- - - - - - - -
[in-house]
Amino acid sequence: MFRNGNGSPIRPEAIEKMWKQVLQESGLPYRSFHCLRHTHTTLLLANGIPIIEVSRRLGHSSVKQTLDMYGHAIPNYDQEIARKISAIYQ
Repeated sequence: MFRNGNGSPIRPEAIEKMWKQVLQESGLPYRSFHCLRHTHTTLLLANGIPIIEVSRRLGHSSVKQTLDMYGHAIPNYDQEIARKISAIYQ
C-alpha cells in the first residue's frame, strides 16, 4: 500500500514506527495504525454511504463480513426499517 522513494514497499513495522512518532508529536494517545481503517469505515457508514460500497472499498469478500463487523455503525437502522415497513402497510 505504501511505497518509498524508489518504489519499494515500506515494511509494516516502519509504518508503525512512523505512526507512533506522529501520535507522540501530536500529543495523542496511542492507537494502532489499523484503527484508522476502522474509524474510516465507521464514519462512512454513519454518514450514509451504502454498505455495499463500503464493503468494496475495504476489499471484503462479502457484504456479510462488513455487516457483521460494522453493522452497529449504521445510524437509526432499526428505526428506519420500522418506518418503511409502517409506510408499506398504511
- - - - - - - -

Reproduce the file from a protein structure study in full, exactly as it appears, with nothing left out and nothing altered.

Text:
[in-house]
Amino acid sequence: MFRNGNGSPIRPEAIEKMWKQVLQESGLPYRSFHCLRHTHTTLLLANGIPIIEVSRRLGHSSVKQTLDMYGHAIPNYDQEIARKISAIYQ
Repeated sequence: MFRNGNGSPIRPEAIEKMWKQVLQESGLPYRSFHCLRHTHTTLLLANGIPIIEVSRRLGHSSVKQTLDMYGHAIPNYDQEIARKISAIYQ
C-alpha cells in the first residue's frame, strides 16, 4: 500500500514506527495504525454511504463480513426499517 522513494514497499513495522512518532508529536494517545481503517469505515457508514460500497472499498469478500463487523455503525437502522415497513402497510 505504501511505497518509498524508489518504489519499494515500506515494511509494516516502519509504518508503525512512523505512526507512533506522529501520535507522540501530536500529543495523542496511542492507537494502532489499523484503527484508522476502522474509524474510516465507521464514519462512512454513519454518514450514509451504502454498505455495499463500503464493503468494496475495504476489499471484503462479502457484504456479510462488513455487516457483521460494522453493522452497529449504521445510524437509526432499526428505526428506519420500522418506518418503511409502517409506510408499506398504511